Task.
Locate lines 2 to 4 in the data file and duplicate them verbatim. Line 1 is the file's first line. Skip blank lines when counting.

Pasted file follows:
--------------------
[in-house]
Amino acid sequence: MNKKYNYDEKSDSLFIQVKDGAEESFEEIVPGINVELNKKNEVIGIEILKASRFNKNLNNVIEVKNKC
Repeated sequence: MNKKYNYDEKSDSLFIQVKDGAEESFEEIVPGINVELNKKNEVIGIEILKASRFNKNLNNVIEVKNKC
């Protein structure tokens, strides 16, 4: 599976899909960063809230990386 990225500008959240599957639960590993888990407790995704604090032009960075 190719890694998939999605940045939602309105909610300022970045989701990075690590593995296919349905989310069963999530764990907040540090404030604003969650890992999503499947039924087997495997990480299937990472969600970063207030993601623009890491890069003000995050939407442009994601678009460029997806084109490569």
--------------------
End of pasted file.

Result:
Amino acid sequence: MNKKYNYDEKSDSLFIQVKDGAEESFEEIVPGINVELNKKNEVIGIEILKASRFNKNLNNVIEVKNKC
Repeated sequence: MNKKYNYDEKSDSLFIQVKDGAEESFEEIVPGINVELNKKNEVIGIEILKASRFNKNLNNVIEVKNKC
């Protein structure tokens, strides 16, 4: 599976899909960063809230990386 990225500008959240599957639960590993888990407790995704604090032009960075 190719890694998939999605940045939602309105909610300022970045989701990075690590593995296919349905989310069963999530764990907040540090404030604003969650890992999503499947039924087997495997990480299937990472969600970063207030993601623009890491890069003000995050939407442009994601678009460029997806084109490569």